When competing for government contracts, small businesses and entrepreneurs often start with their own local government systems. Generally speaking, these smaller offices lead to more manageable contract opportunities than the federal pool. With less red-tape and simpler rules, procurement processes are usually less cumbersome and are much easier to navigate at the local government level. Plus, there are thousands of opportunities and set-aside awards targeting small businesses that make the bid process a lot easier.
Knowing what opportunities are right for your business or agency is key to successfully bidding and winning a government contract. Here are some things to consider when deciding if a bid opportunity is right for you:
Can your small business complete the job?
Small businesses can’t let the contract award amount blind them from the details of the work that is required. Government agencies are looking for value solutions. Sure, they don’t want to overpay for a product, but they’ll never sacrifice the quality of service to save a few dollars. You need to evaluate your business model and make an honest assessment of whether or not you can deliver on what the government is requesting.
It’s much more important for small businesses to demonstrate that they can complete the job the local government is soliciting bids for by listing customer references, awards, and certifications, as well as any media mentions or recognition in the proposal. If your business has a great reputation locally and you have proven quality service backed by customer references, then the awarding agency will be more likely to select your business over other lesser-known entities.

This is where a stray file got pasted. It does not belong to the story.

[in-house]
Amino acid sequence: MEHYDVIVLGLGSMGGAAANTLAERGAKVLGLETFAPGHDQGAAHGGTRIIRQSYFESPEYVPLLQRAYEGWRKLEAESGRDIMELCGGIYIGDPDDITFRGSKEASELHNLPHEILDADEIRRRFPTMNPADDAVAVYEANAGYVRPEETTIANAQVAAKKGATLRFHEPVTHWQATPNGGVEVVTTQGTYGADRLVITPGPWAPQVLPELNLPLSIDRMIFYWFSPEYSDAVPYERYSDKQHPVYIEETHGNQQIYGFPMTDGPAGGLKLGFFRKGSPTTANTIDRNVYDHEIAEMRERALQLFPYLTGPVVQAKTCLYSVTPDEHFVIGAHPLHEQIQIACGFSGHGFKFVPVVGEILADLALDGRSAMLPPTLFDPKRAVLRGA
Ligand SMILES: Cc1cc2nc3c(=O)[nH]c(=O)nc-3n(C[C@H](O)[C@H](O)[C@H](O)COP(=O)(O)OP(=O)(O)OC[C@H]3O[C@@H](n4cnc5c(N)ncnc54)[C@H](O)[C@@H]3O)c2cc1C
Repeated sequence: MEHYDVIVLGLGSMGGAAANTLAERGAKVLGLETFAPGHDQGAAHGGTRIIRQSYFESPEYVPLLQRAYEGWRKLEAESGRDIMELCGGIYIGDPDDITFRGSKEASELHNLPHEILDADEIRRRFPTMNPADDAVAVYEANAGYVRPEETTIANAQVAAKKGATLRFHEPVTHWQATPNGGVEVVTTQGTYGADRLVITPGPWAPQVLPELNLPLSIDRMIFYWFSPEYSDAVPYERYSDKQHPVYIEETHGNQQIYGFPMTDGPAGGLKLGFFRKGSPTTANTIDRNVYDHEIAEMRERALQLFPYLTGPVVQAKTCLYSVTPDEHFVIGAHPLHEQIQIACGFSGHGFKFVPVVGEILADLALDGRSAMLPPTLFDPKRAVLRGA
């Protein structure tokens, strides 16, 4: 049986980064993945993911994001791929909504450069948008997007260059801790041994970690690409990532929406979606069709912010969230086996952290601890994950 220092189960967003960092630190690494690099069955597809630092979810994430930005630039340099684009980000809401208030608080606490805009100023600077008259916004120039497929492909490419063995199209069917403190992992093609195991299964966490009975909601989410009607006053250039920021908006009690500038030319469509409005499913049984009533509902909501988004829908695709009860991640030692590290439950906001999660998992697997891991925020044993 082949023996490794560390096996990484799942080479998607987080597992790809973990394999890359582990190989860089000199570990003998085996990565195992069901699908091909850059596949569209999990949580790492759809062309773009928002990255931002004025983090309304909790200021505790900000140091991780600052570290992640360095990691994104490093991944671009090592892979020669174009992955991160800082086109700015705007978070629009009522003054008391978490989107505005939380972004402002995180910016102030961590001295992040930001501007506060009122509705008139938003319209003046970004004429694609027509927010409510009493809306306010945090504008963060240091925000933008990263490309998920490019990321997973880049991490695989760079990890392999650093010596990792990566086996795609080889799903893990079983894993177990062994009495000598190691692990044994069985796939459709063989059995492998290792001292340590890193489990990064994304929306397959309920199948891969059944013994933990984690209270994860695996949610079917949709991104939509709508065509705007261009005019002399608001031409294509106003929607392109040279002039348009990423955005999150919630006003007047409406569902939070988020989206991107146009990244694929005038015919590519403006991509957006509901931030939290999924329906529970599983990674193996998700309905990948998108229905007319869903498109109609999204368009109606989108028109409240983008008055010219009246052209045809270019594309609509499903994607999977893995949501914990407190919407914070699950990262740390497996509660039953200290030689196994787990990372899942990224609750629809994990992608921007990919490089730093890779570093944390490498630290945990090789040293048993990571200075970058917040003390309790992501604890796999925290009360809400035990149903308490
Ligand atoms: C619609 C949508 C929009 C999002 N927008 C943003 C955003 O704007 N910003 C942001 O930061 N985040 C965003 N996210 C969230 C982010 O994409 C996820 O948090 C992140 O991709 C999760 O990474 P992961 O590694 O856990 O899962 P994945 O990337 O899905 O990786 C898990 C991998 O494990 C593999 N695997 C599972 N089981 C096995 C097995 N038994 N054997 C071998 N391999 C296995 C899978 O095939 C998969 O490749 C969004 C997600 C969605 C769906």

Are you compliant with the local government agency’s requirements?
These vary tremendously from agency to agency so you’ll want to contact the local or state government’s procurement office for more information. Small businesses don’t need to hold a formal procurement contract, such as a GSA Schedule, in order to conduct work for a state or local government, but holding a GSA Schedule can be very beneficial in that it certifies you as an approved supplier of products or services, makes the process of ordering easier for government agencies, and generally opens more business opportunities for you. Take a look at “Working With the GSA’s Schedules Program” for more information and tips on becoming a GSA Schedule contractor.
Do you know the agency’s award schedule?
Understand the local government agency’s procurement processes and calendars. Getting to know the award process and cycle can give you an advantage especially if you start networking with government decision-makers ahead of time.
It goes without saying that you don’t want to miss any deadlines, but it’s also important to attend all information-gathering meetings and teleconferences so that you get as much information about the award as possible. These events are also important ways of getting your business noticed ahead of time.
Prepare to Network
Related to the section above, attending information meetings, roundtables, and conferences are vital to understanding key aspects of what will go into the RFP. Even after funds are appropriated it could take several months before there’s an RFP released. Knowing that an RFP is in the works helps you prepare for the work that you will be bidding on as well as help your own business make adjustments to fit the contract’s needs.
Stand Out in the Crowd
Make your small business appear as the best value solution to the awarding agency. This is especially true if you don’t have previous experience doing business with the government. You can do this in several ways, but simply put you want to communicate your business’ value by showing what sets you apart from the competition. Do you offer savings? Can you deliver your product or services ahead of schedule?
Lastly, remember to speak to the agency’s needs and don’t try to sell its products or services that aren’t in the RFP. A great way to do this is to follow the RFP point-by-point, as it’s written, and respond to every section as clearly and possible by not straying from what’s actually in the RFP. Government business is unlike marketing to other customers. Government agencies highlight their needs and want high quality, low-cost solutions.